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The negative binomial distribution is very much similar to the binomial probability model. it is applicable when the following assumptions(conditions) hold good 1)Any experiment is performed under the same conditions till a fixed number of successes, say C, is achieved 2)The result of each experiment can be classified into one of the two categories, success or failure 3)The probability P of success is the same for each experiment 40Each experiment is independent of all the other. The first condition is the only key differentiating factor between binomial and negative binomial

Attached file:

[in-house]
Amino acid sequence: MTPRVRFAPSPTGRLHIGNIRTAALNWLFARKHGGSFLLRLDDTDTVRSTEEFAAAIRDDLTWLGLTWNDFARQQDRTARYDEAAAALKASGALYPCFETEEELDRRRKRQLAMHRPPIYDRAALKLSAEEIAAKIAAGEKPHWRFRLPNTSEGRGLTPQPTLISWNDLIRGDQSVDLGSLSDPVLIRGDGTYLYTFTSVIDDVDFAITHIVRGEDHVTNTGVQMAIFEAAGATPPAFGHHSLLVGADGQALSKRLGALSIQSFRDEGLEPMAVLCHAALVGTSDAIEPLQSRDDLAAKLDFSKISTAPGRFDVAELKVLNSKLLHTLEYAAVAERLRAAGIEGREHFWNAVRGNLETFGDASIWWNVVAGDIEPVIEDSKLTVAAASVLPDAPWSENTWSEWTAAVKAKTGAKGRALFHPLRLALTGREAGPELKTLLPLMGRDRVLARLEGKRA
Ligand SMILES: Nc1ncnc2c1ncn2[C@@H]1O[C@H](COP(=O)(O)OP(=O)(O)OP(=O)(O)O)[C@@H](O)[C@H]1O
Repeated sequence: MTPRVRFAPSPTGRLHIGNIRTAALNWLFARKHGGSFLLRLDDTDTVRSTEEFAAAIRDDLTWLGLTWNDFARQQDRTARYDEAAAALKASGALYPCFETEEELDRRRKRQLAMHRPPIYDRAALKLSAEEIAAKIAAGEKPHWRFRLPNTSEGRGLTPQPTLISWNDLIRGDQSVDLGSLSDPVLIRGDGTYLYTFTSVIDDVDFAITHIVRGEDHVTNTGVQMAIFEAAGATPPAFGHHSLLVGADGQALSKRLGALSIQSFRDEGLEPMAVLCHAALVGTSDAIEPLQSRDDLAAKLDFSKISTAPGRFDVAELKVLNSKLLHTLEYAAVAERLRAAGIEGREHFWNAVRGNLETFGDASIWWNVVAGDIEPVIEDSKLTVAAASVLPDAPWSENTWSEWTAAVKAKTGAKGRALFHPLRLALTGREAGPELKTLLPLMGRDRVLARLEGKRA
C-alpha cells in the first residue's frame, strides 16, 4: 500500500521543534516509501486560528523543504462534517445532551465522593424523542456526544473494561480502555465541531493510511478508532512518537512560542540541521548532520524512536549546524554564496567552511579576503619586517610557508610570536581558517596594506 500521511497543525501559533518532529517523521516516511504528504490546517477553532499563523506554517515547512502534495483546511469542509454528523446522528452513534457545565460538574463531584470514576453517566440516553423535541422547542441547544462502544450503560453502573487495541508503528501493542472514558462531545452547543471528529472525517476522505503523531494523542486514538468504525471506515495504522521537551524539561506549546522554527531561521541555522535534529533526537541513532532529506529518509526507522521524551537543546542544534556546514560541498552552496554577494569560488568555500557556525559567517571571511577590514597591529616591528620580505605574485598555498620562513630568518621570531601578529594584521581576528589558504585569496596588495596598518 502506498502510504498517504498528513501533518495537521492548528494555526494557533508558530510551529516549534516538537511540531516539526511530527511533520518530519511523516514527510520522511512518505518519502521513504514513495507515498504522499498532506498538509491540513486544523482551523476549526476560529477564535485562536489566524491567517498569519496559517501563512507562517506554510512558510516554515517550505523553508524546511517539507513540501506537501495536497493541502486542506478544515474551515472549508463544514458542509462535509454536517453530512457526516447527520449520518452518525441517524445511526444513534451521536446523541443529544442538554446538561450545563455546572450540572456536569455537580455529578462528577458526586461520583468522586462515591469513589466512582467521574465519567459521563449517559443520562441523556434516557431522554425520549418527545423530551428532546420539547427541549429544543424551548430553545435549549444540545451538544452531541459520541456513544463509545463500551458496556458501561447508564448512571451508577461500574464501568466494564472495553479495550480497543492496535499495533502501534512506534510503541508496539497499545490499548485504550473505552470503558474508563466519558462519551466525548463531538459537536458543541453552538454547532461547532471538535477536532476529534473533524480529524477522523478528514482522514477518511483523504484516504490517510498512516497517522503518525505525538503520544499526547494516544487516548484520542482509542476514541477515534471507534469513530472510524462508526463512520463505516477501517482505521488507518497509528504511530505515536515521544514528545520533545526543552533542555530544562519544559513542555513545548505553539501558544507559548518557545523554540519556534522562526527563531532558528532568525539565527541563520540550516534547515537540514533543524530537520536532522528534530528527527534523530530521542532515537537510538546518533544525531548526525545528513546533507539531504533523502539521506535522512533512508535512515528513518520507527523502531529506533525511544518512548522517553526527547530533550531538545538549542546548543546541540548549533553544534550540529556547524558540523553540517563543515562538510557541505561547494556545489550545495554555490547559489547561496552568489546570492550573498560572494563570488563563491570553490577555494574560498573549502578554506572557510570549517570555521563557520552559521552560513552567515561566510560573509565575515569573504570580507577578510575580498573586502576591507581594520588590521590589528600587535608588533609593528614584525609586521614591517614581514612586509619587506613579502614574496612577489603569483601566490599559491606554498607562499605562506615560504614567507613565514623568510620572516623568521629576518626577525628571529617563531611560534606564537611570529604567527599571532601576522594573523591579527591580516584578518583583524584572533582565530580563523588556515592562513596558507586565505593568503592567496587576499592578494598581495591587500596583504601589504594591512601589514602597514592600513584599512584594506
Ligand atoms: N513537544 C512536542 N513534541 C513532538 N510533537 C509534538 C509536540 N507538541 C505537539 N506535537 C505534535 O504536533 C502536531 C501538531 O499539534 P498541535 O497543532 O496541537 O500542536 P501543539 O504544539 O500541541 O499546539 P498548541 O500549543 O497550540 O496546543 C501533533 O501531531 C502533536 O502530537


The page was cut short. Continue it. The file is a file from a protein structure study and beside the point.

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The poisson distribution can be a reasonable approximation of the binomial under certain conditions like 1)The probability of success for each trial is very small. P-->0 2)np=m(say) is finete The rule most often used by statisticians is that the poisson is a good approximation of the binomial when n is equal to or greater than 20 and p is equal or less than 5%